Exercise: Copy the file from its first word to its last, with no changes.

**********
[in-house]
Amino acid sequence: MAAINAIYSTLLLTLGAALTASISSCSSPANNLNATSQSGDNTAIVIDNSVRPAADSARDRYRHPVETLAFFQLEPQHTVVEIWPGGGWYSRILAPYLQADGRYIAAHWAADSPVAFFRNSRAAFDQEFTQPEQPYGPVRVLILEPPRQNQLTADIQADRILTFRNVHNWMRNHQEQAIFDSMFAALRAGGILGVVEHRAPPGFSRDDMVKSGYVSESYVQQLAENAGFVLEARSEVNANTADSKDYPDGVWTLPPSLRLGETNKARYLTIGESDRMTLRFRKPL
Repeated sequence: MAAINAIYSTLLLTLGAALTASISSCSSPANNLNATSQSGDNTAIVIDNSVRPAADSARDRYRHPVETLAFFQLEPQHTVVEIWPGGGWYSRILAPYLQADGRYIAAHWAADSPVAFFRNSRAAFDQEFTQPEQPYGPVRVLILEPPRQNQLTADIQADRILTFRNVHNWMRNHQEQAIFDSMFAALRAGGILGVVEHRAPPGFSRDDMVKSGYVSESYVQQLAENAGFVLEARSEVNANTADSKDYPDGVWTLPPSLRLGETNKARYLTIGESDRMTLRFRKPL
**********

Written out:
[in-house]
Amino acid sequence: MAAINAIYSTLLLTLGAALTASISSCSSPANNLNATSQSGDNTAIVIDNSVRPAADSARDRYRHPVETLAFFQLEPQHTVVEIWPGGGWYSRILAPYLQADGRYIAAHWAADSPVAFFRNSRAAFDQEFTQPEQPYGPVRVLILEPPRQNQLTADIQADRILTFRNVHNWMRNHQEQAIFDSMFAALRAGGILGVVEHRAPPGFSRDDMVKSGYVSESYVQQLAENAGFVLEARSEVNANTADSKDYPDGVWTLPPSLRLGETNKARYLTIGESDRMTLRFRKPL
Repeated sequence: MAAINAIYSTLLLTLGAALTASISSCSSPANNLNATSQSGDNTAIVIDNSVRPAADSARDRYRHPVETLAFFQLEPQHTVVEIWPGGGWYSRILAPYLQADGRYIAAHWAADSPVAFFRNSRAAFDQEFTQPEQPYGPVRVLILEPPRQNQLTADIQADRILTFRNVHNWMRNHQEQAIFDSMFAALRAGGILGVVEHRAPPGFSRDDMVKSGYVSESYVQQLAENAGFVLEARSEVNANTADSKDYPDGVWTLPPSLRLGETNKARYLTIGESDRMTLRFRKPL